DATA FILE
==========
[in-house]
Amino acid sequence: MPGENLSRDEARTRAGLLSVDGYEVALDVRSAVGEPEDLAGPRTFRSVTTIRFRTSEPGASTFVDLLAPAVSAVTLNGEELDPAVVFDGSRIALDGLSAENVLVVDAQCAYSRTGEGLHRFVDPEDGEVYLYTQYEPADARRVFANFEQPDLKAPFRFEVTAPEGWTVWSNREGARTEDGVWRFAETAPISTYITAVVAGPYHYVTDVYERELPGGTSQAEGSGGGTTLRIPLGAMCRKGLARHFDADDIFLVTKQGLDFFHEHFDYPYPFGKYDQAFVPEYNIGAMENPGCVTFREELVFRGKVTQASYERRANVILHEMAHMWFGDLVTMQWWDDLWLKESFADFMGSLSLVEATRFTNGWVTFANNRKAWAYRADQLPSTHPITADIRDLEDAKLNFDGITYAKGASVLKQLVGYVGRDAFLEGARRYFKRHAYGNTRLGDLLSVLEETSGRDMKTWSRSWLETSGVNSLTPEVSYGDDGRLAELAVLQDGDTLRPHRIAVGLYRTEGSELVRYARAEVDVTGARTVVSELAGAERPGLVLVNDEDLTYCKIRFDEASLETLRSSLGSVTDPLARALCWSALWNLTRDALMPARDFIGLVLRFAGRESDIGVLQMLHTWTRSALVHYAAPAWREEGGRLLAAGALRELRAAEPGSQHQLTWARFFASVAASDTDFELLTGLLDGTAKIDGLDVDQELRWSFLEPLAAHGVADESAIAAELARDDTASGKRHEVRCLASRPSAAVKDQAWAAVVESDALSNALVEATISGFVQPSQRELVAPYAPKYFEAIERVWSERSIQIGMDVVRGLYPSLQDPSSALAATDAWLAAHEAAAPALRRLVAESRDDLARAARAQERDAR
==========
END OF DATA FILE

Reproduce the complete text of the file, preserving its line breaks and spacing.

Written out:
[in-house]
Amino acid sequence: MPGENLSRDEARTRAGLLSVDGYEVALDVRSAVGEPEDLAGPRTFRSVTTIRFRTSEPGASTFVDLLAPAVSAVTLNGEELDPAVVFDGSRIALDGLSAENVLVVDAQCAYSRTGEGLHRFVDPEDGEVYLYTQYEPADARRVFANFEQPDLKAPFRFEVTAPEGWTVWSNREGARTEDGVWRFAETAPISTYITAVVAGPYHYVTDVYERELPGGTSQAEGSGGGTTLRIPLGAMCRKGLARHFDADDIFLVTKQGLDFFHEHFDYPYPFGKYDQAFVPEYNIGAMENPGCVTFREELVFRGKVTQASYERRANVILHEMAHMWFGDLVTMQWWDDLWLKESFADFMGSLSLVEATRFTNGWVTFANNRKAWAYRADQLPSTHPITADIRDLEDAKLNFDGITYAKGASVLKQLVGYVGRDAFLEGARRYFKRHAYGNTRLGDLLSVLEETSGRDMKTWSRSWLETSGVNSLTPEVSYGDDGRLAELAVLQDGDTLRPHRIAVGLYRTEGSELVRYARAEVDVTGARTVVSELAGAERPGLVLVNDEDLTYCKIRFDEASLETLRSSLGSVTDPLARALCWSALWNLTRDALMPARDFIGLVLRFAGRESDIGVLQMLHTWTRSALVHYAAPAWREEGGRLLAAGALRELRAAEPGSQHQLTWARFFASVAASDTDFELLTGLLDGTAKIDGLDVDQELRWSFLEPLAAHGVADESAIAAELARDDTASGKRHEVRCLASRPSAAVKDQAWAAVVESDALSNALVEATISGFVQPSQRELVAPYAPKYFEAIERVWSERSIQIGMDVVRGLYPSLQDPSSALAATDAWLAAHEAAAPALRRLVAESRDDLARAARAQERDAR